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Volcanoes

Hot-spot volcanoes

The Hawaiian hot spotThe Hawaiian hot spot Many volcanoes form near the edges of tectonic plates—but not all of them. Hot-spot volcanoes are found above mantle plumes, areas beneath the Earth's crust where magma from the mantle wells up. In some places, often far from the plate edges, the magma forces its way through cracks in the crust and erupts on to the ocean floor or in the centre of continents. These are called "hot spots". After repeated eruptions, some undersea volcanoes may grow tall enough for their summits to break the surface of the water and so form islands. Thousands of Pacific Ocean islands have formed in this way. As the tectonic plate drifts over the hot spot, the volcanoes cool, cease erupting and become extinct. They eventually sink beneath the water's surface.


Hawaii or Hawaii or "Big Island"

Hawaiian Islands

The Hawaiian Islands are a good example of hot-spot volcanoes. They are all the tops of enormous volcanoes. The Pacific plate has been drifting for millions of years. As it moves, it carries the volcanic islands away from their hot spots. In time, a new volcanic island is created, then another, and so on. Eventually, a chain of volcanic islands is created. Some islands are several millions of years older than those at the southeastern end of the chain that still lie over the hot spot and where the volcanoes are still active.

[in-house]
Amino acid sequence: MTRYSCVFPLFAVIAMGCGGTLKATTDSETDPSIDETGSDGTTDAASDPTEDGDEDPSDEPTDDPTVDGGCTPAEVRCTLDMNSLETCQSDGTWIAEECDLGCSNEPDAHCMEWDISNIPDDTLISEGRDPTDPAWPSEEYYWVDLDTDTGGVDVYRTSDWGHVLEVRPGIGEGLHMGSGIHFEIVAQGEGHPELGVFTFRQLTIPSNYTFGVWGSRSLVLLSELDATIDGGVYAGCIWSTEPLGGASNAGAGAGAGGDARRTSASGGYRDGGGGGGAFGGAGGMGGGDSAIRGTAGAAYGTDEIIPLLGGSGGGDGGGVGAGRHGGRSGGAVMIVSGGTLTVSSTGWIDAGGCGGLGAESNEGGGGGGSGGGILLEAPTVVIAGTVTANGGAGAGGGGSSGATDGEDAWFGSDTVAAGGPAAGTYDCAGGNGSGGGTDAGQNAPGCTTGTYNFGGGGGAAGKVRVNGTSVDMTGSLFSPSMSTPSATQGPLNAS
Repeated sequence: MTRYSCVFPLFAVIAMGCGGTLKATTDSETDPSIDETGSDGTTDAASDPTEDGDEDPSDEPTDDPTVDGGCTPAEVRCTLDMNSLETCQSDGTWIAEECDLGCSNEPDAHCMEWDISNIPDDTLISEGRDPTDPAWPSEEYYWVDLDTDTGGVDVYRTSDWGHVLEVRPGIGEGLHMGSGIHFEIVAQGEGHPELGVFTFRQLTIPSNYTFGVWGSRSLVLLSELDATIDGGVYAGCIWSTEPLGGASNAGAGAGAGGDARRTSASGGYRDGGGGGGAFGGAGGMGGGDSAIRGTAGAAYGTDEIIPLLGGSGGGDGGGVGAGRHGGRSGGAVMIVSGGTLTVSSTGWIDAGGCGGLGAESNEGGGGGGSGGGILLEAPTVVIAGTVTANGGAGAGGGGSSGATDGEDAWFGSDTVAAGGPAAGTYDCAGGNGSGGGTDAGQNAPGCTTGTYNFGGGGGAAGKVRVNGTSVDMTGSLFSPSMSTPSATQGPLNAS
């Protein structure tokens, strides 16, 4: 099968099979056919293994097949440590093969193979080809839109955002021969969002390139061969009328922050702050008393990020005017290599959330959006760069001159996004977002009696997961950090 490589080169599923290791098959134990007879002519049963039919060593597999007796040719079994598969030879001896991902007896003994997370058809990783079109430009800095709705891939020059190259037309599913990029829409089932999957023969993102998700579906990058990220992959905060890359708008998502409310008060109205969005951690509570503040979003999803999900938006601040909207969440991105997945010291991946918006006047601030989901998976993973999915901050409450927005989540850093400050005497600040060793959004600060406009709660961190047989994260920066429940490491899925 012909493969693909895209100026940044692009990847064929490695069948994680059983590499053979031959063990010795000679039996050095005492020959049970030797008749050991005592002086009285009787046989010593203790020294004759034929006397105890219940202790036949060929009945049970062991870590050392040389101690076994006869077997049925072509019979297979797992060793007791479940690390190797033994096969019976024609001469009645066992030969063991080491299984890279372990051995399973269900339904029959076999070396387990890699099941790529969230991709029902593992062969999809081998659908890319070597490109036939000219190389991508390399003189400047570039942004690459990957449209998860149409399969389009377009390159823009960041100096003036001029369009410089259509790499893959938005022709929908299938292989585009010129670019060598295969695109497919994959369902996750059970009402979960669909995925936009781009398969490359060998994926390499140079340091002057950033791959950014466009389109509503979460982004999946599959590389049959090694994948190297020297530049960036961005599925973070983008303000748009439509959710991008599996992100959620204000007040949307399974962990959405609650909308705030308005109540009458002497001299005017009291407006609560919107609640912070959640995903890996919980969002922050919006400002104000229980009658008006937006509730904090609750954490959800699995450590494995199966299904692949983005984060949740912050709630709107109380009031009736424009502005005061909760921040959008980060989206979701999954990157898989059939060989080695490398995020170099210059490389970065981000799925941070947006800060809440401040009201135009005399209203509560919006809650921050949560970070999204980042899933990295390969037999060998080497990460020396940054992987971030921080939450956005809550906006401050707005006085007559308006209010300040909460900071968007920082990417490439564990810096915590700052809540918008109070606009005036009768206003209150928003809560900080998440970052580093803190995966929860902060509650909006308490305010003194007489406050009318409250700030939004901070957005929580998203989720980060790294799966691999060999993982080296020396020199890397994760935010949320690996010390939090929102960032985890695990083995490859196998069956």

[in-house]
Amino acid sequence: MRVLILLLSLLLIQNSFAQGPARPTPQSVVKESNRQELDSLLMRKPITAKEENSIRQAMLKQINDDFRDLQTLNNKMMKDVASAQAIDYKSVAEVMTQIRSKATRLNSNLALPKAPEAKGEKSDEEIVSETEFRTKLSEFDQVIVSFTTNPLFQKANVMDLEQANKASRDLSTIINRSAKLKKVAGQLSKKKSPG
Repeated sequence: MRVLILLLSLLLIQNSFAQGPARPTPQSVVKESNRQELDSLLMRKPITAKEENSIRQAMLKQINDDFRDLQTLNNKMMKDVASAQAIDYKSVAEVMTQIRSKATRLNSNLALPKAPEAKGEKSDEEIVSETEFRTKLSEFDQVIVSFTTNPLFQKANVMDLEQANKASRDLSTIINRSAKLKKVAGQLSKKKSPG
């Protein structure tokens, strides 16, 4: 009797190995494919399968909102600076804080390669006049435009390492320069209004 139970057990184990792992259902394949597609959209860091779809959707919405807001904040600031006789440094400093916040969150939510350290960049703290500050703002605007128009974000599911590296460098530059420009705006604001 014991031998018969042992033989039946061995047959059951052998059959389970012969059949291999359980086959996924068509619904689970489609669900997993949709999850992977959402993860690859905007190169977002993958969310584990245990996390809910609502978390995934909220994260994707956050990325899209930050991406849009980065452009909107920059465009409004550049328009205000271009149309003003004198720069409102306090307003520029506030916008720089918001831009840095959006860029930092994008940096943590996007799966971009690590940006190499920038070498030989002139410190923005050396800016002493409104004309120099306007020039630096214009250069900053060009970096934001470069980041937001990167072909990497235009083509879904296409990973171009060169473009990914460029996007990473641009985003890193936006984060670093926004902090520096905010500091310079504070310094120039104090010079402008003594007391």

More than 80 undersea volcanoes, the Emperor Seamounts, lie to the northwest of the Hawaiian islands, forming a continuous hot-spot volcano chain that stretches over 5800 kilometres (3600 miles), almost as far as the Kamchatka Peninsula in Russia.The Pacific Ocean floorThe Pacific Ocean floor

More than 80 undersea volcanoes, the Emperor Seamounts, lie to the northwest of the Hawaiian islands, forming a continuous hot-spot volcano chain that stretches over 5800 km (3600 miles), almost as far as the Kamchatka Peninsula in Russia.

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